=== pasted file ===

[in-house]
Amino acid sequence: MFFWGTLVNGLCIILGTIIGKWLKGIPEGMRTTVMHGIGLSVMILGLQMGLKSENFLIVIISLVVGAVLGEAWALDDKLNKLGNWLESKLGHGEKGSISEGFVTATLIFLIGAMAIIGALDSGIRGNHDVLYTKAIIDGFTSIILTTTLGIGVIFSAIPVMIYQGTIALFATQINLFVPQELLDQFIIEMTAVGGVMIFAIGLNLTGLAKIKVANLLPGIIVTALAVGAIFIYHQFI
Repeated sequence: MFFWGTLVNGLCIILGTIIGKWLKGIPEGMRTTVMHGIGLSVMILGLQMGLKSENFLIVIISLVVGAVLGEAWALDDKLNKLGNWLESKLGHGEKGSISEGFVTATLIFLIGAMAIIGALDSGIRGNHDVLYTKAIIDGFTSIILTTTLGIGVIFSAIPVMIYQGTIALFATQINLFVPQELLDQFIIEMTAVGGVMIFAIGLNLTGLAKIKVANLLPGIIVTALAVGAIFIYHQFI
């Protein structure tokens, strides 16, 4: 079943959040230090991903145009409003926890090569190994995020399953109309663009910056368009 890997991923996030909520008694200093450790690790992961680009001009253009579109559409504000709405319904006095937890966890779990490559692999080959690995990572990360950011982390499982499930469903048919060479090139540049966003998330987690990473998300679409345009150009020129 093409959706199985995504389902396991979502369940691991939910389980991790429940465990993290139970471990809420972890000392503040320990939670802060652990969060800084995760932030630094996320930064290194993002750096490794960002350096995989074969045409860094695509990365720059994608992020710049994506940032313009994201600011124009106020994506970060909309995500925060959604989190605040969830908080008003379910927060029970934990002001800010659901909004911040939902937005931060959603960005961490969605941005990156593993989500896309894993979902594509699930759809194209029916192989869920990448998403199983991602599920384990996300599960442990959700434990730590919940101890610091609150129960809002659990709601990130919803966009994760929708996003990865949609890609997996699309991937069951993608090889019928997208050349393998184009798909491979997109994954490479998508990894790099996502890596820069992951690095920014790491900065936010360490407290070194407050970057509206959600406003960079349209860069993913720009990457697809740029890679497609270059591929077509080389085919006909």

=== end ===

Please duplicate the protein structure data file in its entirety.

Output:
[in-house]
Amino acid sequence: MFFWGTLVNGLCIILGTIIGKWLKGIPEGMRTTVMHGIGLSVMILGLQMGLKSENFLIVIISLVVGAVLGEAWALDDKLNKLGNWLESKLGHGEKGSISEGFVTATLIFLIGAMAIIGALDSGIRGNHDVLYTKAIIDGFTSIILTTTLGIGVIFSAIPVMIYQGTIALFATQINLFVPQELLDQFIIEMTAVGGVMIFAIGLNLTGLAKIKVANLLPGIIVTALAVGAIFIYHQFI
Repeated sequence: MFFWGTLVNGLCIILGTIIGKWLKGIPEGMRTTVMHGIGLSVMILGLQMGLKSENFLIVIISLVVGAVLGEAWALDDKLNKLGNWLESKLGHGEKGSISEGFVTATLIFLIGAMAIIGALDSGIRGNHDVLYTKAIIDGFTSIILTTTLGIGVIFSAIPVMIYQGTIALFATQINLFVPQELLDQFIIEMTAVGGVMIFAIGLNLTGLAKIKVANLLPGIIVTALAVGAIFIYHQFI
């Protein structure tokens, strides 16, 4: 079943959040230090991903145009409003926890090569190994995020399953109309663009910056368009 890997991923996030909520008694200093450790690790992961680009001009253009579109559409504000709405319904006095937890966890779990490559692999080959690995990572990360950011982390499982499930469903048919060479090139540049966003998330987690990473998300679409345009150009020129 093409959706199985995504389902396991979502369940691991939910389980991790429940465990993290139970471990809420972890000392503040320990939670802060652990969060800084995760932030630094996320930064290194993002750096490794960002350096995989074969045409860094695509990365720059994608992020710049994506940032313009994201600011124009106020994506970060909309995500925060959604989190605040969830908080008003379910927060029970934990002001800010659901909004911040939902937005931060959603960005961490969605941005990156593993989500896309894993979902594509699930759809194209029916192989869920990448998403199983991602599920384990996300599960442990959700434990730590919940101890610091609150129960809002659990709601990130919803966009994760929708996003990865949609890609997996699309991937069951993608090889019928997208050349393998184009798909491979997109994954490479998508990894790099996502890596820069992951690095920014790491900065936010360490407290070194407050970057509206959600406003960079349209860069993913720009990457697809740029890679497609270059591929077509080389085919006909």